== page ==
BEREA, Ohio -- One day after two players had their seasons -- and perhaps careers -- ended by concussions, the Cleveland Browns practiced in full pads.
In the NFL, there's no time for sentimental sendoffs.
The 1-10 Browns, banged up and crawling to the finish line, have moved on. They have no choice.
On Thursday, players were still coming to terms with the fact that Jamal Lewis, a bruising, durable running back who may one day make the Hall of Fame, had played his last down.
Lewis was placed on injured reserve Wednesday, effectively ending his 10-year career with five games left. The 30-year-old had planned to retire after this season but was forced out early after telling the team he was experiencing concussion-related symptoms and consulting with doctors.
"I feel bad for him based on everything that he's gone through and the career he's had, to go out on IR, if it is his last game, you don't want to see a guy do that," said quarterback Derek Anderson. "You want to see him finish the right way and at least finish the season healthy."
Browns coach Eric Mangini said Lewis did not complain of any symptoms until Monday, a day after what turned out to be his final game in Cincinnati. Mangini said the team began immediate tests on Lewis.
Anderson has known Lewis since they played together in Baltimore. He said his close friend told him that he visited a specialist on Tuesday.
"He told me he went, but I didn't really get into details," Anderson said.
It's still not known if Lewis' career was stopped by a single blow to the head in the Bengals game or the cumulative effects of 131 regular-season games and roughly 1,000 practices. Obviously, Lewis didn't encounter contact on all those occasions, but his battering-ram running style made him more susceptible to concussions.
"He's a big back, so he probably ran into a million people," Browns running back Jerome Harrison said. "I don't think he knows for sure what caused it."
Browns fullback Lawrence Vickers said the loss of Lewis, who ran for more than 10,000 career yards, creates a large void on the team.
"That's someone I've looked up to," Vickers said. "We talked about his health and what he has to do. It's a sad feeling to lose somebody I see every day. He's a first-class type of guy and to go out that way, it's kind of sad -- not sad for him but sad the way it happened. Jamal is always going to be OK in whatever he does."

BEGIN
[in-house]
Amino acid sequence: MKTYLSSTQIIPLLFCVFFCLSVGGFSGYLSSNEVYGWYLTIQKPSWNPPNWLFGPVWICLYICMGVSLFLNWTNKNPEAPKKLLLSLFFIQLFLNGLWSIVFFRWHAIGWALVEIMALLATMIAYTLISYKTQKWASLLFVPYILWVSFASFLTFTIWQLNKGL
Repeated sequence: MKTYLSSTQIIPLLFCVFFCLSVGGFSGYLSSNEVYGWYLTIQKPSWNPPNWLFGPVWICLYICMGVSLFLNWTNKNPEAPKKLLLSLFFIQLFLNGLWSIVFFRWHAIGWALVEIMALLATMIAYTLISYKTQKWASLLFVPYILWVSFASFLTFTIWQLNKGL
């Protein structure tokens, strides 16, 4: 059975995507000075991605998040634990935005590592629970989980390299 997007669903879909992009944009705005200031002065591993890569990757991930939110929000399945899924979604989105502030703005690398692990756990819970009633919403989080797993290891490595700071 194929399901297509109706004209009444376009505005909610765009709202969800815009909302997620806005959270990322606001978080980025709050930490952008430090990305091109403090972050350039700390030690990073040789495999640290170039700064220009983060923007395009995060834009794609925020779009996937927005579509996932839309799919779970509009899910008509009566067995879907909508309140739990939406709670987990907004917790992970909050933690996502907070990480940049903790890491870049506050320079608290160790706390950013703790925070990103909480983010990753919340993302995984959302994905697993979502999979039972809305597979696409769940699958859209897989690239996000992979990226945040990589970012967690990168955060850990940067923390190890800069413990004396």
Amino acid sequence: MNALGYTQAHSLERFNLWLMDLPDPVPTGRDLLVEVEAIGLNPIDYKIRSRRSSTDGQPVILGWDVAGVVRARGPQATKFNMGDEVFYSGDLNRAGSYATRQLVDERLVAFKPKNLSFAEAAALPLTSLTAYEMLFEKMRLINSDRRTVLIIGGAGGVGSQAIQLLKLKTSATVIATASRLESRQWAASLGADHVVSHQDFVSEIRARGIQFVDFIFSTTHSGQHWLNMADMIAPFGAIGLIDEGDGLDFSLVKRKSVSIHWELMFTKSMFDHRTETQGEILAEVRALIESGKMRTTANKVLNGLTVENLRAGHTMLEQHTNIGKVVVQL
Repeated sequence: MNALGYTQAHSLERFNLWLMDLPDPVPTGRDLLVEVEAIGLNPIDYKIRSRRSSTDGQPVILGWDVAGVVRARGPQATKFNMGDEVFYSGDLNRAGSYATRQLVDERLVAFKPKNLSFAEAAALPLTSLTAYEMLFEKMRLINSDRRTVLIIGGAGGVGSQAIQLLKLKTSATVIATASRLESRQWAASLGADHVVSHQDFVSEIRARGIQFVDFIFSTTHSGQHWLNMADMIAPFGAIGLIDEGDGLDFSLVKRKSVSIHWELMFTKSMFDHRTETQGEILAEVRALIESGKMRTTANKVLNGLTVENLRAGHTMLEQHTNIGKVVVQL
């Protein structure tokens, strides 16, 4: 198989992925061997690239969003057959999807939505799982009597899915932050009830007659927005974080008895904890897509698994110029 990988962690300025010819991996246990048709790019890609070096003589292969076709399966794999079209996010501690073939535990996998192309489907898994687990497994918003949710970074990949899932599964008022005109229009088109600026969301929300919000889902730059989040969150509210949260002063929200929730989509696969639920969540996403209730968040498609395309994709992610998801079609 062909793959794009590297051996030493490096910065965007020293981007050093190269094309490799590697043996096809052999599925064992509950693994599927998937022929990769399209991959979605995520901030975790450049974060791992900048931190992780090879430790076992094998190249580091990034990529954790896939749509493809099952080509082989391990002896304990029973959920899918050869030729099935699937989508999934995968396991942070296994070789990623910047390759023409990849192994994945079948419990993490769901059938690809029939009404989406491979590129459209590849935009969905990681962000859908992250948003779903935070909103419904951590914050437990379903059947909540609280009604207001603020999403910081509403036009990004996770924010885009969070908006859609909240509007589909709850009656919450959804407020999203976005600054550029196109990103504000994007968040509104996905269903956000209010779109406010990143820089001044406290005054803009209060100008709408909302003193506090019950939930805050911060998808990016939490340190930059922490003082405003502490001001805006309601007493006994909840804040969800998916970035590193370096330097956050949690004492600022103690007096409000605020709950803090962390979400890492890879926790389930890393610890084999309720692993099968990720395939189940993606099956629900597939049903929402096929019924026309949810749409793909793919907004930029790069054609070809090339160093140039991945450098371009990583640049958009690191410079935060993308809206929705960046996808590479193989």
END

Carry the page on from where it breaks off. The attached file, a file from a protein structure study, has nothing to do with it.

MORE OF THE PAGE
Along with Lewis, the Browns lost starting safety Brodney Pool to a season-ending concussion. The 25-year-old Pool has sustained at least four known concussions in his five-year career, an alarming number that has the former second-round draft pick contemplating his future.
Pool's fragile state has some of his teammates worried.
"Every time I see Brodney get hit I get a little nervous," Anderson said. "He and I both had concussions in New York [preseason game] and that was kind of like the blind leading the blind in the locker room. It wasn't funny."
The NFL's heightened awareness of the dangers of head injuries and their long-term effects has players thinking more about their safety and long-term health. Instead of ignoring symptoms to stay on the field, the league is hoping players will tell coaches and trainers when they have symptoms.
On Wednesday, commissioner Roger Goodell sent a memo to the clubs saying a player who gets a concussion should not return to action on the same day if he shows certain symptoms.
Most players saw it as a positive step.
"At the end of the day there's something out there more important than what we're doing right now, there's your family and living a good life," Anderson said. "Guys are trying to be smarter with it. Throughout the league there's been a lot of guys missing time and taking extra precautions with it. Guys are looking into it more than they have in the past."
Anderson said deciding whether to tell the truth is a dilemma all players face at some point in their careers.
"Guys want to win, but at the same time you can't put your life in jeopardy," he said. "Guys who have had a concussion, you can go out there and get one little ding and you might have a stroke. Guys are starting to figure out you've got to protect your brain.
"It's such a cutthroat business, if you're not out there for a few weeks your job's gone," he said. "Guys know that, this league doesn't last very long, they want to show they can play when they're dinged up. I guarantee everybody in here has probably had one [concussion]. That's the nature of the business."